The majority of Australians (65%) will be curtailing their festive season celebrations this year, with 42% expecting to buy fewer gifts and 60% avoiding travel to cut down on discretionary spending. This is according to a new report from global data and insights company, Pureprofile Limited (ASX: PPL).
The report, which is now in its fifth year, is based on the insights of 4,500 panel members from Australia, New Zealand, the UK, the USA and Singapore. It found that the rising cost of living is the main reason for the cutback in spending, with 38% of Australians saying they are concerned about the extra demand on their finances this December.
Despite having to work within tighter budgets this year, over half (54%) of Australians are still feeling positive about the holidays. This is in line with most countries, with 65% of those in New Zealand, 57% of those in the UK, and a significant 73% of Singaporeans reporting that they expect cost of living concerns to hold back their Christmas spending this year. The outlier is America, with 53% stating that the increased cost of living will not impact their spending.
Preparations for Christmas Day
Food will be a focus this festive season as 43% of Aussies choose to spend less on food and drinks; this is up from 37% in 2022 and 28% in 2021. While the average food and drink budget ($306) is level with the previous two years ($310 in 2021 and $302 in 2022), 1 in 4 are also looking to find cheaper alternatives as Australians continue to battle rising grocery prices. In fact, 20% reported that their ultimate holiday wish would be the gift of cheaper groceries this year.
Gifts Underneath the Tree
Similar to last year, Aussies are more intentional about making their money count, spending on those that matter most by buying fewer gifts (42%) or choosing only to buy gifts for their children (22%). Gift budgets have also decreased for the second year in a row, from $430 in 2021, $424 in 2022 to $388 in 2023.
Gifting budgets have also seen a decline in New Zealand ($47 less) and the UK (£3 less). Meanwhile, America’s average gifting budget was $420, and Singapore’s was $223.
Gift preferences among Aussies, however, have remained relatively stable compared to previous years, with gift cards and money being the most sought-after gifts to give (47% and 24% respectively) and receive (44% and 36% respectively). Other desired gifts this year are clothes and shoes (28%) and food or drinks (27%).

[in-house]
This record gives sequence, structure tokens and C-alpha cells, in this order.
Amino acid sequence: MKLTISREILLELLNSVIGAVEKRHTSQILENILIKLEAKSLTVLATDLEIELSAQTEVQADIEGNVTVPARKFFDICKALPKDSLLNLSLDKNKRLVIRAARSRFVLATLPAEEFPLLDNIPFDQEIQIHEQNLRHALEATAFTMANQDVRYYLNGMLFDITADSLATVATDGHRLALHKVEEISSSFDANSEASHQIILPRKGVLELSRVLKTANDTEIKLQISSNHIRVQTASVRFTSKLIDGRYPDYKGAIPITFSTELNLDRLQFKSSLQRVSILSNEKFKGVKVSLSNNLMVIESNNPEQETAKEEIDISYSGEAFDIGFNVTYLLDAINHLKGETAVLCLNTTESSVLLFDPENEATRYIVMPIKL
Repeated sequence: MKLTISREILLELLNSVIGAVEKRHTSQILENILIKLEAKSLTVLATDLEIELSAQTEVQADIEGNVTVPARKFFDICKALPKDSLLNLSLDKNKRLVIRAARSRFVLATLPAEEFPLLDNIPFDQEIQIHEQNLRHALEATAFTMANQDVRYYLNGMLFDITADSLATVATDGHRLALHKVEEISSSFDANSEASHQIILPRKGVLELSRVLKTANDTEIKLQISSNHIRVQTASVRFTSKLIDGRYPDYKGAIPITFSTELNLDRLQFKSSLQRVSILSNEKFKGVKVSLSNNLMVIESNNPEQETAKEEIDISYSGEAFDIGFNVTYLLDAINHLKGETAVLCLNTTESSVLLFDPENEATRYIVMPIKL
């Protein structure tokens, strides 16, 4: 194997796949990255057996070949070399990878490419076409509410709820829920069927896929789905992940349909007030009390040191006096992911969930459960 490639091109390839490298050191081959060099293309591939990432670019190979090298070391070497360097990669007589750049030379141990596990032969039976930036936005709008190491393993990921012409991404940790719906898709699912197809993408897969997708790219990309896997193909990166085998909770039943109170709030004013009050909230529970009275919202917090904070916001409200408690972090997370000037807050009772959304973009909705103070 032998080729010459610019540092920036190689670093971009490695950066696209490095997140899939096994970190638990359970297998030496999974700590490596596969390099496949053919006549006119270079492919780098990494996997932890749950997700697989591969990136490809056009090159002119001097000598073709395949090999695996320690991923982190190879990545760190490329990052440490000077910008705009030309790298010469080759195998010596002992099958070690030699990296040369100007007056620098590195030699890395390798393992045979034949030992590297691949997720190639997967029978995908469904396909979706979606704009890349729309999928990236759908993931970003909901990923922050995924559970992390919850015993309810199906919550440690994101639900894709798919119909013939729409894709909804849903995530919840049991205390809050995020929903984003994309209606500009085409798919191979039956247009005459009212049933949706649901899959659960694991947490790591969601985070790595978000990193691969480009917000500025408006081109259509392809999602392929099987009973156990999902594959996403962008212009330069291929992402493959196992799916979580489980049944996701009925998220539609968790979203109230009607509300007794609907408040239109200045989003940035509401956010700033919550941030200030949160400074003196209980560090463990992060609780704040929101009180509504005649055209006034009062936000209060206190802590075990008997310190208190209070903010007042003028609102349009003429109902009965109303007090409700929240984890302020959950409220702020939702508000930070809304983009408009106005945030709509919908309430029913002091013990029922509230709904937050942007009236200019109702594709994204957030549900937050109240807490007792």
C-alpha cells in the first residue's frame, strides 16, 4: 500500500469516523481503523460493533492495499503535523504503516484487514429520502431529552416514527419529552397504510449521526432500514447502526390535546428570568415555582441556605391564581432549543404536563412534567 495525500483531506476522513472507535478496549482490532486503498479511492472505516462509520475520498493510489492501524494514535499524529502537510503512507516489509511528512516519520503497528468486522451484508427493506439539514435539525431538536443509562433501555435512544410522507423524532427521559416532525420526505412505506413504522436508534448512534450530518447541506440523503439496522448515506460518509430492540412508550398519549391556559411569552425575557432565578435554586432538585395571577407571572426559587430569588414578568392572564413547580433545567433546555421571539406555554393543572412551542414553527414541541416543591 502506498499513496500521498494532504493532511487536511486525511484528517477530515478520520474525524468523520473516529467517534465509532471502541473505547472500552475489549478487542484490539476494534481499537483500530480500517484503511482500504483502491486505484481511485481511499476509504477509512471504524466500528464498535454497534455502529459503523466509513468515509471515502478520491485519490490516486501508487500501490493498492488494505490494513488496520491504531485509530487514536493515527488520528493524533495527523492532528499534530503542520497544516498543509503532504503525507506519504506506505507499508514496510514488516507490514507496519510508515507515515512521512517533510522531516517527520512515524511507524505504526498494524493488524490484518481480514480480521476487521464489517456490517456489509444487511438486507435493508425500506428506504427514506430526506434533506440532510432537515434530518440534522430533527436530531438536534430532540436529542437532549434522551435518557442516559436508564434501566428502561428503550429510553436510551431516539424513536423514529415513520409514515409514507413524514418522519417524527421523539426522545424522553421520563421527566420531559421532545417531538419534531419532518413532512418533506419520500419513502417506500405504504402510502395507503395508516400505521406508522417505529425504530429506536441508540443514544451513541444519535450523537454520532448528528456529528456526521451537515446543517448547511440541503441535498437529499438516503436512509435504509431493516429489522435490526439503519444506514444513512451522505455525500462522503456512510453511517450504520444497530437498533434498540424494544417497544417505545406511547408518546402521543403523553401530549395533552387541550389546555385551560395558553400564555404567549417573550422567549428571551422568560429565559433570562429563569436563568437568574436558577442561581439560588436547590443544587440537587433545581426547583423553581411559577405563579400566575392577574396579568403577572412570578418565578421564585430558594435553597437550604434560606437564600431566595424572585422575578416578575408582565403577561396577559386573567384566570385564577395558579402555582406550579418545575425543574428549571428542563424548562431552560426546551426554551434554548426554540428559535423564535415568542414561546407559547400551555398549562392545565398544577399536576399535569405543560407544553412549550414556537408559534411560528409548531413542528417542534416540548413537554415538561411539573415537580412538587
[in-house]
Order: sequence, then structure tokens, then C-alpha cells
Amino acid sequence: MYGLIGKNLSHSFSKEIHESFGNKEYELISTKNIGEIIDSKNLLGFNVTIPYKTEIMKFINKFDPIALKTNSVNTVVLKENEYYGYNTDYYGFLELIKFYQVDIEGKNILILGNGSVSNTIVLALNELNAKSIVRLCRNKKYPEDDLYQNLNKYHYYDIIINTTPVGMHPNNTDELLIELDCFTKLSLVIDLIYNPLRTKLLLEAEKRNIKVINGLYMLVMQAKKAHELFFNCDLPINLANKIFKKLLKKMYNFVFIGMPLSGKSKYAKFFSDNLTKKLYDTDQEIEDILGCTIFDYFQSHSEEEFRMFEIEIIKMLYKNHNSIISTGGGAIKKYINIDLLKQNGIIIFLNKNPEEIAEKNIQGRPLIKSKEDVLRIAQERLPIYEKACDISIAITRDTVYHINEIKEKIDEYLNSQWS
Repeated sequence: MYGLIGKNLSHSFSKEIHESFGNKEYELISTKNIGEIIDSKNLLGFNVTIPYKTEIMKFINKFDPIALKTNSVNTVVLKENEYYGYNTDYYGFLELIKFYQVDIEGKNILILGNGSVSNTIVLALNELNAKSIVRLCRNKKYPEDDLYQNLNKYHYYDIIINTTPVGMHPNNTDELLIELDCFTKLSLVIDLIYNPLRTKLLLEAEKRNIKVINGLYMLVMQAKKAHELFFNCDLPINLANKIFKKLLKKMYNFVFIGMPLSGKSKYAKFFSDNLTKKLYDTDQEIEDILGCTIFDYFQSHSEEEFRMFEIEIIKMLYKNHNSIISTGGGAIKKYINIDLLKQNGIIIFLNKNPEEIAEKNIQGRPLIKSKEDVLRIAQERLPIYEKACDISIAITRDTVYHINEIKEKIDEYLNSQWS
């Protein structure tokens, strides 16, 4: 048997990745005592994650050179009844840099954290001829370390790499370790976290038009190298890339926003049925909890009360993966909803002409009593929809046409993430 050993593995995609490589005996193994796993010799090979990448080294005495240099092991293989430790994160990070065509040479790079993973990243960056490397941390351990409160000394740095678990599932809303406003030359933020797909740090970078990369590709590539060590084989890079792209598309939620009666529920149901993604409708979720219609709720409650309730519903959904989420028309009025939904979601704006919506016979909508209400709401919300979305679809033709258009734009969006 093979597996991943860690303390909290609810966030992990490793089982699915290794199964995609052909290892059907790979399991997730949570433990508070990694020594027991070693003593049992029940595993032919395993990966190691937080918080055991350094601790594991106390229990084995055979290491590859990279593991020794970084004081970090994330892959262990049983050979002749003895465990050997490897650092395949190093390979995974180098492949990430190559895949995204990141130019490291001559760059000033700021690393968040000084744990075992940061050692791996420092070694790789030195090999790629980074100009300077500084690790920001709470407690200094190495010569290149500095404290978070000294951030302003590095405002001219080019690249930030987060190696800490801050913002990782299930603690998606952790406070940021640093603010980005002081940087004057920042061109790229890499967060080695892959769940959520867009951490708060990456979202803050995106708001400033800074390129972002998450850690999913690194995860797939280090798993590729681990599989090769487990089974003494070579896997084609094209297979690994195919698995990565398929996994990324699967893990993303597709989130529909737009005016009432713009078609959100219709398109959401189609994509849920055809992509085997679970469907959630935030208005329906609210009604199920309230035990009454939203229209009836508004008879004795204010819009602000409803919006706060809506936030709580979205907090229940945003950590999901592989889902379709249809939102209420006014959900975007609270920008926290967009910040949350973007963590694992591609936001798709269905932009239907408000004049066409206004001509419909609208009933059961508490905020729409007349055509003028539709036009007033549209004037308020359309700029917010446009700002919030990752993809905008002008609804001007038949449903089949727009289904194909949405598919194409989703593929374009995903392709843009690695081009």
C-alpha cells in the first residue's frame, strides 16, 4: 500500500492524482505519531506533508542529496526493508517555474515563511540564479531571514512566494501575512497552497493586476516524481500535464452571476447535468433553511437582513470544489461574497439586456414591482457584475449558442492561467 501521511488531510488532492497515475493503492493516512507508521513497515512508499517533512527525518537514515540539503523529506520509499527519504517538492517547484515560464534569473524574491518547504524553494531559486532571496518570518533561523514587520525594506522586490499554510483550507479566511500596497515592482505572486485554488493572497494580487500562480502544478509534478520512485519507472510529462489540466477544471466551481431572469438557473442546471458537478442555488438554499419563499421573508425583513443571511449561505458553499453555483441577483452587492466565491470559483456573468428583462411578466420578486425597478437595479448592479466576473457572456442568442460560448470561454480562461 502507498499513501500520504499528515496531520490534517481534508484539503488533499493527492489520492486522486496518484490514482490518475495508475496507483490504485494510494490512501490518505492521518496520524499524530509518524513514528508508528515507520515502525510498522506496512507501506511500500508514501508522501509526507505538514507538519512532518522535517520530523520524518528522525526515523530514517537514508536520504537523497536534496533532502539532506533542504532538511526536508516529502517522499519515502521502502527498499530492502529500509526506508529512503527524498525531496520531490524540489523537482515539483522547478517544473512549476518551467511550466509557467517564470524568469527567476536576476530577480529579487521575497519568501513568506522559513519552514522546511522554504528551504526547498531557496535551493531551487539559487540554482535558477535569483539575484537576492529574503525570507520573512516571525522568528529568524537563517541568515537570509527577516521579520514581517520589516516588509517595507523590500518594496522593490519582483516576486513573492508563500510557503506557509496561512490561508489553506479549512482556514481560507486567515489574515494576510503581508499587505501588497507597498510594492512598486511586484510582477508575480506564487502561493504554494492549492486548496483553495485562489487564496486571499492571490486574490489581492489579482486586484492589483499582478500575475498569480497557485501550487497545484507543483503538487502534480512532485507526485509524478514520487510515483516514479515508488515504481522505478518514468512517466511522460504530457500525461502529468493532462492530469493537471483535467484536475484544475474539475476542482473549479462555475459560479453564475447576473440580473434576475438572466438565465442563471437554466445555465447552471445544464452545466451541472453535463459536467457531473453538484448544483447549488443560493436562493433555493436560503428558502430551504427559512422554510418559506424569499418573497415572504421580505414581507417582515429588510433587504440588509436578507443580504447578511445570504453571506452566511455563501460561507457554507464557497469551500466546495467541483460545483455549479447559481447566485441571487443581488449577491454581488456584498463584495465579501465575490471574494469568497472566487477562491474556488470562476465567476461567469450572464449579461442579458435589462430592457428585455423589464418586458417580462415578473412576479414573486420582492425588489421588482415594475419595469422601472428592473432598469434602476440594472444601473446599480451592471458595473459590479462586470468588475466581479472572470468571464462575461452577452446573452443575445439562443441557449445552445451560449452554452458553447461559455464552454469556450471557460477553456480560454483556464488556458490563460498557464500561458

‘I’ll Be at Home for Christmas’
Globally, around half of the population intends to travel for Christmas 2023. Only a small group ( less than 10%) will travel internationally in most nations, except Singapore where almost a quarter of people intend to travel abroad.
However, Australian social media feeds will be notably empty of jet-setting scenes this December. The majority of Aussies (60%) will stay local for the holidays, and only one in three will travel locally or interstate.
Most (56%) Aussies also report that they will spend Christmas Day enjoying a meal with their family at home, while a few will spend a hot day at the beach (11%), opt for a wilderness cabin in the snow (11%) or head out for a fancy dinner (10%). Surprisingly, 12% would want to spend time alone.
Outside of personal celebrations, the report also revealed that 45% of Australians are expecting their workplace to trim expenses for this year’s Christmas party, with almost a quarter (24%) expecting no party at all.
Pureprofile’s CEO, Martin Filz, said, “This marks our fourth consecutive Christmas season characterised by tighter budgets and reduced spending. While this is not surprising, it is interesting to note where Australians are making the most cuts – discretionary spending on travel and gifts are often the first to be reduced in challenging times. However, we’re also now looking to the likes of essentials like food and drink to recoup some celebration costs. We’re seeing a thriftier Australia that’s placing an emphasis on thoughtful and intentional spending; where the holiday spirit is retained, but celebrations take on a simpler, more meaningful tone.”